I actually know somebody - a really bright and extremely well educated west European guy - who makes his living this way, posting Pro-Russian agitprop in news site comment sections and on Facebook while based in a neighboring east European country. He is subsidized by at least one governmental branch that I know of (and not in Russia.) I have actually confronted him with it and gotten sheepish responses... he really believes that NATO and the EU are somehow controlled by Atlanticist fascists scheming on behalf of the Ukrainian fascists in Obama's secret bunker and the evidence is all out there to see... just read this screed in an obscure Russian English language news service and the veils will lift from your eyes.

We don't hang out much anymore.
posted by zaelic at 8:43 AM on June 2, 2015 [10 favorites]


So is MetaFilter infested with Russian trolls, or do we come up with pro-Russian and anti-American commentary just by nature? [/tongue-in-cheek]
alasdair

I know you're joking but there has been a lot of weirdly pro-Putin comments here lately.
posted by Sangermaine at 8:47 AM on June 2, 2015 [4 favorites]


Adrian Chen does some damn good work.
posted by NoraReed at 8:48 AM on June 2, 2015 [4 favorites]


from the front, its perfect gray symmetry, framed by the rectangular pillars that flank its entrance, suggests the grim impenetrability of a medieval fortress. Behind the glass doors, a pair of metal turnstiles stand guard at the top of a short flight of stairs in the lobby

I'm not up on my history, but medieval warfare must have been BRUTAL! What kind of sick, twisted mind could ever have conceived of such monstrous tactics as glass entrance doors and turntstiles?
posted by Hoopo at 8:48 AM on June 2, 2015 [4 favorites]


Anybody know how much you make for Troll pay?
posted by uraniumwilly at 8:48 AM on June 2, 2015


> It's not about swaying opinions, Card Cheat—it's about removing the ability to sway opinions by polluting discourse so thoroughly.

Yeah, that makes sense. I don't think I've commented anywhere other than Metafilter in years, because...well, you know.


Sadly, I don't think that Metafilter's moderation system would really scale to a larger site, because no one wants to pay money to actively moderate discussion forums. The larger sites can be gamed because site membership and moderation is automated, in whole or in part. Once you automate it and start taking people out of the equation, it's only a matter of time before somebody starts gaming it.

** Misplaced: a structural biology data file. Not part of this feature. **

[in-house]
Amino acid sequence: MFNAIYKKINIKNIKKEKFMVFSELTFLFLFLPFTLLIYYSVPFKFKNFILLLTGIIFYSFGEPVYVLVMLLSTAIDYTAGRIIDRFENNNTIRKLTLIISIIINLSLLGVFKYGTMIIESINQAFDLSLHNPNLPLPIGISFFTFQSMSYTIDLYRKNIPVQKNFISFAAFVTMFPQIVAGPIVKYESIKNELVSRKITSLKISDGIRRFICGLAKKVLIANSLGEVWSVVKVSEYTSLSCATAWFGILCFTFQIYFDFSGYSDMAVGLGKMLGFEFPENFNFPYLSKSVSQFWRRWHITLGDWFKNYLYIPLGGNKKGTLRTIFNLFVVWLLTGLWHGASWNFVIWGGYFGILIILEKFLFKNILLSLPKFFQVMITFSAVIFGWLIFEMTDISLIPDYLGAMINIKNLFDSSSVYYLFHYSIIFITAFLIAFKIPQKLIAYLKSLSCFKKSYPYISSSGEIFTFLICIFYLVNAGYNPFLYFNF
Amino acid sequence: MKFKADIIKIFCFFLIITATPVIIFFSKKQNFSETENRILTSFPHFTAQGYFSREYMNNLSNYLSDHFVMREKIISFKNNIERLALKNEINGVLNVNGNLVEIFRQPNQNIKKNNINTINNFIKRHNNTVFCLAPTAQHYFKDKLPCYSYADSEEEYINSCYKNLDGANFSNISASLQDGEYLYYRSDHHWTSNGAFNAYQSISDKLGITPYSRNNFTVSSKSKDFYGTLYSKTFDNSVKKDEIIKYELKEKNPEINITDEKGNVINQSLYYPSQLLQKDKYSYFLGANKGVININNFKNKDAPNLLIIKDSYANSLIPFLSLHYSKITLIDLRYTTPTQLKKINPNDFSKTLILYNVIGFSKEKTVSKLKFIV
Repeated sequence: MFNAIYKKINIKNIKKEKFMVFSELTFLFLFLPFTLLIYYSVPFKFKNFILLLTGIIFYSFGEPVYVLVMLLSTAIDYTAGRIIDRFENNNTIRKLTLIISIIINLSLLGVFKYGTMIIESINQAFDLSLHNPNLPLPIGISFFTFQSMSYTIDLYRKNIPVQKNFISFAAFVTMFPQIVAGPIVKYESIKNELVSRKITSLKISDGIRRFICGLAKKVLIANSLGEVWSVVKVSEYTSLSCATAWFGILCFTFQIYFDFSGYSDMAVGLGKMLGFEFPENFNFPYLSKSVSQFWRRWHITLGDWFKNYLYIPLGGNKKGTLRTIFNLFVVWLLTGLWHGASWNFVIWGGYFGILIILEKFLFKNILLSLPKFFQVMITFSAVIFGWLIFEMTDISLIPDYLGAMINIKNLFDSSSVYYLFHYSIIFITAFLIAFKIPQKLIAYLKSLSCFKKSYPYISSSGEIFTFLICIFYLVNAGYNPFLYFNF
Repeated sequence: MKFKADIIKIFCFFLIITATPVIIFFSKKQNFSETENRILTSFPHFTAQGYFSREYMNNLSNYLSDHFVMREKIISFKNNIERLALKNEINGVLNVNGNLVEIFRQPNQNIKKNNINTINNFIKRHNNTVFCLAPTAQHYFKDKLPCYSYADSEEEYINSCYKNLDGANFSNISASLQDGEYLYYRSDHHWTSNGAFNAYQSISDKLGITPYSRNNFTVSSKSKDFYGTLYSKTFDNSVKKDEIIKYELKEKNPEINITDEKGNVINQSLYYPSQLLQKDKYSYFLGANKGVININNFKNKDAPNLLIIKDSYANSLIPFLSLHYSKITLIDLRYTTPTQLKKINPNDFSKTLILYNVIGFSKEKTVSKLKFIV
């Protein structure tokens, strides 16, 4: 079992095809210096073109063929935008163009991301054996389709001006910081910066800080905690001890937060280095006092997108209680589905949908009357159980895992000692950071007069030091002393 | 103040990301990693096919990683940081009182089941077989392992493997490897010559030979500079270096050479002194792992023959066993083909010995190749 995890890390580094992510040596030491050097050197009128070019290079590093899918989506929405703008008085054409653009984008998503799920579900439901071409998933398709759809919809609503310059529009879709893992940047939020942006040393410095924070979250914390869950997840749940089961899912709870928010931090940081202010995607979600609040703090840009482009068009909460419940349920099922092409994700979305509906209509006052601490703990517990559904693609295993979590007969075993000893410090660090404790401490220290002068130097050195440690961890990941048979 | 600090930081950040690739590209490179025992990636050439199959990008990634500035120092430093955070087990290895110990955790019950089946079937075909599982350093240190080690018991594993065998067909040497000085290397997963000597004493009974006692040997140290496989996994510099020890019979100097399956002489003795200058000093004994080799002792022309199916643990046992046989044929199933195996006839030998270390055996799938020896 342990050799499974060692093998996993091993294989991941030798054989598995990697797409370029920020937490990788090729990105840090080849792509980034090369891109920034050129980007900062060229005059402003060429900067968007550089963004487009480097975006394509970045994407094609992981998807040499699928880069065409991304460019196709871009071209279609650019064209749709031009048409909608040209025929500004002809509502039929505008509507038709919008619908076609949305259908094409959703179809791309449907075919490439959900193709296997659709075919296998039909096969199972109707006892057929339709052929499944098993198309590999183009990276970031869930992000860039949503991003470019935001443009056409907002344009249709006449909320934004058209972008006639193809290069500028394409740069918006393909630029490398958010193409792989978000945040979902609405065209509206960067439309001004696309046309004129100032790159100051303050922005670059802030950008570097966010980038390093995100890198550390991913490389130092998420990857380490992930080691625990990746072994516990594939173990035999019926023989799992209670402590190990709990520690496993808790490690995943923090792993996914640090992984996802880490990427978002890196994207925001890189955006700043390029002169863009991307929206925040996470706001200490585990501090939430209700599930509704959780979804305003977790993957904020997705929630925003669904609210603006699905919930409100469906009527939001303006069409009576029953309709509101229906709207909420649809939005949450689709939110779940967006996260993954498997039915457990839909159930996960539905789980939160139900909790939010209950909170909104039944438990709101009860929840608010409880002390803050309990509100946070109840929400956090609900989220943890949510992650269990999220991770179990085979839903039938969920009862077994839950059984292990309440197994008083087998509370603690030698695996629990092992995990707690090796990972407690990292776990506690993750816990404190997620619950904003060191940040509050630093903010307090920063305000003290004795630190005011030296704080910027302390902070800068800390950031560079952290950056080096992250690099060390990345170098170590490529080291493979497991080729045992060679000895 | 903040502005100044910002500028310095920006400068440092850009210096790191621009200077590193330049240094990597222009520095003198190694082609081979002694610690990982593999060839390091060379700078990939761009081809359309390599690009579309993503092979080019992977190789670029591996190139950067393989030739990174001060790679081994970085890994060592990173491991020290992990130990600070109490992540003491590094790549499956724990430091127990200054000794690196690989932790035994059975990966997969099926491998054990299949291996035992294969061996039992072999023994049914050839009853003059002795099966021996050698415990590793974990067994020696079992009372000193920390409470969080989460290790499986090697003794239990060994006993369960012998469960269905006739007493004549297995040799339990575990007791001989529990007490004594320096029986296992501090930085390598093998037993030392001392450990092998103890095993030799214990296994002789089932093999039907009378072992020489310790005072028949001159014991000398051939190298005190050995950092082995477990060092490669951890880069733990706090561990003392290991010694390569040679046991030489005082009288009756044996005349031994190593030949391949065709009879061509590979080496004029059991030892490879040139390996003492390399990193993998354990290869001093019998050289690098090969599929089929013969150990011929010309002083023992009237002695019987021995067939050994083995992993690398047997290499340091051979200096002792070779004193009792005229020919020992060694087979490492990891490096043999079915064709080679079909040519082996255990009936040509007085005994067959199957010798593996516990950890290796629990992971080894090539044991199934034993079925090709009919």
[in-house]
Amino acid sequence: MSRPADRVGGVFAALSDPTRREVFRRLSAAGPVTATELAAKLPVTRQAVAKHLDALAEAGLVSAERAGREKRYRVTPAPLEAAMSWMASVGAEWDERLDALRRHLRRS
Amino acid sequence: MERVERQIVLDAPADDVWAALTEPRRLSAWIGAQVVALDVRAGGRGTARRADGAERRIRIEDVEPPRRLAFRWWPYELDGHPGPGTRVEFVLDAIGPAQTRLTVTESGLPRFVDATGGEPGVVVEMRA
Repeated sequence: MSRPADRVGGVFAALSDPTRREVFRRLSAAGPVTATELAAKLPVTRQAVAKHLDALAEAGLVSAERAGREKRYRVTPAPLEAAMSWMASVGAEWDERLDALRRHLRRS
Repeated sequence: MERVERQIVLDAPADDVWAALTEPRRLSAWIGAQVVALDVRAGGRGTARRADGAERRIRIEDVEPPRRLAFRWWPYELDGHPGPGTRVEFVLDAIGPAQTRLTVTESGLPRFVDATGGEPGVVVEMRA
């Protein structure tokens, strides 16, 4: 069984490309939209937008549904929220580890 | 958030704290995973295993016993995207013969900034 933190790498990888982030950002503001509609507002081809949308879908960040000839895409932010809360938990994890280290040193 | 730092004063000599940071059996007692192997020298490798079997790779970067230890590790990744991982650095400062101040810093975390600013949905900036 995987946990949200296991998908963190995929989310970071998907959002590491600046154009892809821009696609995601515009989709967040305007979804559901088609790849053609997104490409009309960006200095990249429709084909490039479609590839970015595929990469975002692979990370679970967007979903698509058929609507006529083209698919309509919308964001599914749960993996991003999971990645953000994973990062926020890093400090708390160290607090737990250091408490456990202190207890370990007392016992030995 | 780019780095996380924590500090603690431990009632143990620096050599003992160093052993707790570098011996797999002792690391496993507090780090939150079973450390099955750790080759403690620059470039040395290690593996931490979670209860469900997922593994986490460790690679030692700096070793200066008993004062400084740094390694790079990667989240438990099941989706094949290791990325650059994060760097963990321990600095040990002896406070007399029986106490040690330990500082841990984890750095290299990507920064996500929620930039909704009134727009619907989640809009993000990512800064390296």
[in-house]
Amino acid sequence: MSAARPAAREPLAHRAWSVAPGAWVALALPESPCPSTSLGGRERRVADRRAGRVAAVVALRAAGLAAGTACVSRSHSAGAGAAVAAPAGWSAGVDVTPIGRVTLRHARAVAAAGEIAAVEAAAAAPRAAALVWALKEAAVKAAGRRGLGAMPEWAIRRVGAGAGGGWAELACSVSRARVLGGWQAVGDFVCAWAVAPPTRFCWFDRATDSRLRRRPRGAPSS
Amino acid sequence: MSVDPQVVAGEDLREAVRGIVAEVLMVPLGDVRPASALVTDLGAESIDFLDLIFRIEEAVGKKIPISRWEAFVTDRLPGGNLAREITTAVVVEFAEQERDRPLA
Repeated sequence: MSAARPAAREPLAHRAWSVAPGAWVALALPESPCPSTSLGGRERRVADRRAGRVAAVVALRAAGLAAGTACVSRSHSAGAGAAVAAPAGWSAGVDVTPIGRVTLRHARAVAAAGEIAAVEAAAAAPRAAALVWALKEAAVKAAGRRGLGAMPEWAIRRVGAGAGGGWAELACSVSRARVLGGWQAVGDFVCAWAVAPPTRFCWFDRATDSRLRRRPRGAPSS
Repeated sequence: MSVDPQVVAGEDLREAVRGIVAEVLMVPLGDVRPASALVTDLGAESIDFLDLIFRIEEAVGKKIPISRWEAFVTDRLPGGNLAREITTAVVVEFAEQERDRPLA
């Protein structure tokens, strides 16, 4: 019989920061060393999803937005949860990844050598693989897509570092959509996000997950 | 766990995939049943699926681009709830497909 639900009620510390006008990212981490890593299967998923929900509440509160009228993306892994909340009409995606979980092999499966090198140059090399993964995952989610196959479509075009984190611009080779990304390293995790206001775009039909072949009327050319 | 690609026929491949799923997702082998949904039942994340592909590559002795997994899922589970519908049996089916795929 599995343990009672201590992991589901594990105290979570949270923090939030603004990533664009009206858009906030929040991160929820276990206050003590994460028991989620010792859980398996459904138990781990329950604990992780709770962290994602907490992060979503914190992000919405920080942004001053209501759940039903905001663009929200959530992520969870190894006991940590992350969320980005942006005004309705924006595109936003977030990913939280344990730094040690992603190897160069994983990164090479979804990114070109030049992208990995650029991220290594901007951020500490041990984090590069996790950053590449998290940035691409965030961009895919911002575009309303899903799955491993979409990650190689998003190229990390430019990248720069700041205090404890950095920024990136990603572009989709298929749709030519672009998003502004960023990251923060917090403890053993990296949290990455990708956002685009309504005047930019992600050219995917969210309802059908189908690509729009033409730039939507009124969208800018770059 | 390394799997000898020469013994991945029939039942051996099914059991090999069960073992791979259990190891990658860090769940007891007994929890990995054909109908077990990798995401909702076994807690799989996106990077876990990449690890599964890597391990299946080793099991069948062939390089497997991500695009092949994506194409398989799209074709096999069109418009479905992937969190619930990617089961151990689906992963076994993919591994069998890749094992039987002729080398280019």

And even our system isn't unbeatable. I'm sure if we were big or important enough for Russia to care about us, they'd either slow infiltrate us over time (which could totally be done, it would just be time and labor intensive), or just DDOS us repeatedly to kill the community.

It's really hard to win against a wealthy nation-state that doesn't even keep up a pretense of playing by the rules.
posted by leotrotsky at 8:49 AM on June 2, 2015 [2 favorites]


I'm convinced that the only folks left who could outmaneuver the Russians at spycraft are EVE Online players.
posted by leotrotsky at 8:51 AM on June 2, 2015 [17 favorites]


Anybody know how much you make for Troll pay?
posted by uraniumwilly at 8:48 AM on June 2 [+] [!]


20 rubles - same as in town.
posted by Sophie1 at 8:53 AM on June 2, 2015 [19 favorites]


Goonswarm -- wait, I'm sorry: The Imperium -- could defeat the Russians in mere hours.
posted by gsh at 8:54 AM on June 2, 2015 [1 favorite]


Lousy Badenovs, at it again. Better call moose and squirrel.
posted by jonmc at 8:57 AM on June 2, 2015 [10 favorites]


i just earned 50000 rubles in one week working from home. email earnbigbux947@spamco.ru today!
posted by quonsar II: smock fishpants and the temple of foon at 8:59 AM on June 2, 2015 [6 favorites]


Are we sure that we're living in the real world, and not in a Bruce Sterling novel?
posted by theorique at 8:59 AM on June 2, 2015 [4 favorites]


> It's really hard to win against a wealthy nation-state that doesn't even keep up a pretense of playing by the rules.
posted by leotrotsky

eponysterical?
posted by rude.boy at 9:00 AM on June 2, 2015 [15 favorites]


I'm convinced that the only folks left who could outmaneuver the Russians at spycraft are EVE Online players.

I realize this is a joke, but --
"Inside EVE Online's Fear of a Russian Star Cluster"
A string of cyrillic in my overview catches my eye. Suddenly I'm alert, my cheeks flushed, eyes wide open. I scan my monitor, searching for the source. It turns out to be just a labeled cargo canister, the de facto recruitment billboards of EVE Online’s universe, New Eden. The tension falls away but so has my comfort. I take my ship home on manual.